‘That was different.’
Her tongue darted out to lick crimson lips. ‘It just was.’
‘Maybe you need a drink.’ He snapped his fingers and a waiter came scurrying. ‘Champagne,’ Cristiano ordered. ‘And two glasses.’
His narrowed gaze continued to survey the room as he stroked Laurel’s hip, willing her to soften. ‘Is it so very difficult,’ he murmured, ‘for you to appear as if you enjoy my company? Because you enjoyed it last night.’
‘I wonder,’ she breathed, ‘how long you’re going to keep reminding me of that.’
‘As long as it takes for you to begin to relax.’
‘Reminding me of my complete and utter folly is hardly going to get me to relax,’ she snapped. ‘Surprisingly.’
‘Perhaps I’ll remind you in a different way, then,’ Cristiano answered, and he turned her around to face him. Her eyes widened, lips parting instinctively as she gazed at him warily. Cristiano lowered his head, sensing every eye in the room upon them. Then he stroked that crimson mouth with one fingertip, felt Laurel’s shuddering breath and smiled.
LAUREL FELT CRISTIANO’S finger on her mouth and, despite her desperate determination not to react, to yield, fireworks started going off in her body. His other hand remained on her waist, fingers splayed over her hip, and she was more conscious of his hands touching her than she’d been of anything in her life.
She couldn’t keep from responding, tilting her head back as he traced the outline of her lips, a move so seemingly innocent and yet so overwhelmingly sensual. Distantly she heard the ripple of murmurs around them, like waves breaking on a faraway shore.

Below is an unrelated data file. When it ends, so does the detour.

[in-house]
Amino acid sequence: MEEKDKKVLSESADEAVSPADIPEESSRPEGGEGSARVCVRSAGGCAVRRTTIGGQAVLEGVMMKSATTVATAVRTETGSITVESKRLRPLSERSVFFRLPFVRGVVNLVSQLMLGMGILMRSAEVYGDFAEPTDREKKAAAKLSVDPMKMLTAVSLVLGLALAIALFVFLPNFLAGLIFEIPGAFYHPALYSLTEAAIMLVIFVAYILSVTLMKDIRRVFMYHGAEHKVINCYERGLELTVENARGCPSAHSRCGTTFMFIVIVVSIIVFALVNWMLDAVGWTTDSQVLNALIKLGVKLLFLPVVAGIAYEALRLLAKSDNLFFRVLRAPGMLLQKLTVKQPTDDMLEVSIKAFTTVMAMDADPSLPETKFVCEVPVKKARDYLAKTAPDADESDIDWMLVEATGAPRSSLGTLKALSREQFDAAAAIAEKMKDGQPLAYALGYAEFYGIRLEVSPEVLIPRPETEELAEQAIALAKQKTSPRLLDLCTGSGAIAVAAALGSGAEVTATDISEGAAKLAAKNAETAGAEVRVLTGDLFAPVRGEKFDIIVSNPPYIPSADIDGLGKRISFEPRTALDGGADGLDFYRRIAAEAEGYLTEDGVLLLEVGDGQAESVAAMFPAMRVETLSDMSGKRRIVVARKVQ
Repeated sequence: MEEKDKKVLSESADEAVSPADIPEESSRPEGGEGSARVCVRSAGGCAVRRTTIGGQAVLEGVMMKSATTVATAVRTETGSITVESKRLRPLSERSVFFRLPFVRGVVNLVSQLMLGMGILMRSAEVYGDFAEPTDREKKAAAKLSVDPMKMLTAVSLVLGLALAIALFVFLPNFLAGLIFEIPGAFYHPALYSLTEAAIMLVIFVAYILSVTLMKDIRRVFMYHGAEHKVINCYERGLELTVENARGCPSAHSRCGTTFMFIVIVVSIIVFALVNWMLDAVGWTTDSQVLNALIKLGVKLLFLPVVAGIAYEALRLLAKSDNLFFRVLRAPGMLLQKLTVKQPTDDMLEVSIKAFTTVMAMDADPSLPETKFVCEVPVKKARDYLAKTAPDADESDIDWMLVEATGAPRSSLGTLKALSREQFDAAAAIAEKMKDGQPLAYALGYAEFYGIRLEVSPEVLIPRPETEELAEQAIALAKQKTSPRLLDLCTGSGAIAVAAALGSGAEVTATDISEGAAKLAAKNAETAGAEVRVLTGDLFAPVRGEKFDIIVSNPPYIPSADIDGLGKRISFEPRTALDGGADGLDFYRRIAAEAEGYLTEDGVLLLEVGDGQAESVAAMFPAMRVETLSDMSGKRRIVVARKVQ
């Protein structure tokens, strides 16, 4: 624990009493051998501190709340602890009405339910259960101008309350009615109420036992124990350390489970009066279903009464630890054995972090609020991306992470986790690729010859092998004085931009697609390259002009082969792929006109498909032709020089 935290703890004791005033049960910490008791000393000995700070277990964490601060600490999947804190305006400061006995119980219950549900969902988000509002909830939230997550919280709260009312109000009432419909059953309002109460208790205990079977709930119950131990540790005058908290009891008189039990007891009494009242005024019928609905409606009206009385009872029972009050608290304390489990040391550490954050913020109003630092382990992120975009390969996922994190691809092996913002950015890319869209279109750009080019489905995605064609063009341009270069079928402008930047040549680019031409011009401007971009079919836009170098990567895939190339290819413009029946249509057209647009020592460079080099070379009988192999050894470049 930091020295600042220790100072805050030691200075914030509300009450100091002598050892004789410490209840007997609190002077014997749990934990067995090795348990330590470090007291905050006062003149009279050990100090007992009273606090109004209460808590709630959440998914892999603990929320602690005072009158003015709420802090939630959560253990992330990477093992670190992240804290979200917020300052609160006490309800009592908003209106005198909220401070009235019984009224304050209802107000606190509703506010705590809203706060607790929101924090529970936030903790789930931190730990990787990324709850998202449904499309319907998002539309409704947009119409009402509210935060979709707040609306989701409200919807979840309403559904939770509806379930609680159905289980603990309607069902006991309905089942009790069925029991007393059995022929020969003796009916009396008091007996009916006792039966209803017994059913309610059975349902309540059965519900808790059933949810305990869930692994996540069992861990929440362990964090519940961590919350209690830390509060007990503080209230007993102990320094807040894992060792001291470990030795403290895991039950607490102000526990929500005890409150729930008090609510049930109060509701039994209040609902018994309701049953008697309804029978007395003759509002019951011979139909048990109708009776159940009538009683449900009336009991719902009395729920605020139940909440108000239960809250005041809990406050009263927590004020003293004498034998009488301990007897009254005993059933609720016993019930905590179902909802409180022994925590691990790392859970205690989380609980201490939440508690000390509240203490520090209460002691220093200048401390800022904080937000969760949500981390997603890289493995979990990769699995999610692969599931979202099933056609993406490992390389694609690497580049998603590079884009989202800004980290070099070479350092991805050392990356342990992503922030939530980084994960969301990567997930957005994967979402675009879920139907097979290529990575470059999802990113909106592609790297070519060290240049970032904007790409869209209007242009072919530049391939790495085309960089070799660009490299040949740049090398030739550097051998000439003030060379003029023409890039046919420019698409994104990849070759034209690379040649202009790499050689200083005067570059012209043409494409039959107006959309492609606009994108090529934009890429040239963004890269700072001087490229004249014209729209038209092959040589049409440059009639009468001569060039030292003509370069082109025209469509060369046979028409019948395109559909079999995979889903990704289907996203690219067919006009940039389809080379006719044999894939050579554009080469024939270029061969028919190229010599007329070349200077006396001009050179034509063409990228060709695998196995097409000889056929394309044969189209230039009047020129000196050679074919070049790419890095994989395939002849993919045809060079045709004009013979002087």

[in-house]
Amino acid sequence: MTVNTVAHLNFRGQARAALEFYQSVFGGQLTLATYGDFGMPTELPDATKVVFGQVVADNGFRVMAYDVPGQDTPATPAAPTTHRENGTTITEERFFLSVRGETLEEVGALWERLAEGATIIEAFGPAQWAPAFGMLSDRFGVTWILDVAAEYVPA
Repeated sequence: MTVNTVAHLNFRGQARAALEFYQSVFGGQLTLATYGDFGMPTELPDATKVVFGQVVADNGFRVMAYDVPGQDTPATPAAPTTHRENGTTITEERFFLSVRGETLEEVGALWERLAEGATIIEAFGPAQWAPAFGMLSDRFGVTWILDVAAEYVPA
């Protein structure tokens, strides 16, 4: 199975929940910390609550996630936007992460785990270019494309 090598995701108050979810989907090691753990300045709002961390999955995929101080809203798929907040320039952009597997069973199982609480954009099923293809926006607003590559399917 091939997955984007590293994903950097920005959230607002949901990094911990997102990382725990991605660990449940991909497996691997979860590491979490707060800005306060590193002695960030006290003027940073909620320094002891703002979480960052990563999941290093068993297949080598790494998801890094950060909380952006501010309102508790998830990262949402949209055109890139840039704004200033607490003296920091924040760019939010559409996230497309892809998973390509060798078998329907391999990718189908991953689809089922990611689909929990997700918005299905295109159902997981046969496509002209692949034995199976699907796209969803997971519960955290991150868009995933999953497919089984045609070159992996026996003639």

Cristiano dropped his finger from her mouth, looking, of course, utterly unmoved besides a faint flush on his high, sharp cheekbones. ‘Good girl,’ he murmured and Laurel wanted to weep.
This felt so much worse than those awful moments with Bavasso, when she’d felt trapped and frozen by shock, caught in a drama in which she’d had no intention of acting. This felt as if her soul was being slowly and inexorably crushed. Every moment she stayed down here—draped on Cristiano’s arm, ‘mistress’ practically branded on her forehead in scarlet letters—felt like a sacrifice, a slaying, of everything she was.
Because this wasn’t who she was. Who she wanted to be. And the fact that she’d actually given herself to this man, and it had meant something to her, made her want to curl up in a ball and cry.
‘Chin up,’ Cristiano said, touching her chin with his finger. ‘And smile.’
Laurel couldn’t summon a smile. She turned away from him, conscious of the whispers, the murmurs, the looks. Was she imagining the derision? The contempt? A woman’s lip curled and Laurel blinked back tears. She hated this.
‘Drink,’ Cristiano ordered, and handed her a flute of fizzing champagne. Laurel took a long swallow, needing the alcohol to dull her senses, which were heightened to a painful point.
‘Easy,’ he said, and her fingers tightened around the stem of the glass.
‘Stop ordering me around,’ she hissed. ‘I’m an adult—not a puppet, not a doll, despite what you and everyone here believes.’
And, because she desperately needed some space, she stalked away from him, her dress swishing around her ankles, her head held high as she met no one’s gaze.
She couldn’t do this. She certainly couldn’t do this for two whole weeks. Laurel took another sip of champagne and willed herself to get a grip. Two weeks and she could have her life, or at least most of her life, back…as long as she wasn’t pregnant. And she couldn’t be pregnant. She just couldn’t be.
Out of the corner of her eye she saw a flash of red and her whole body stiffened. It was her mother, Elizabeth, standing alone in the corner of the casino. Laurel walked towards her, a mix of despair and relief churning inside her.
‘Elizabeth.’ Her mother had never wanted her to call her Mom, or Mother, not even when Laurel had been small, although occasionally the endearment slipped out. It didn’t now.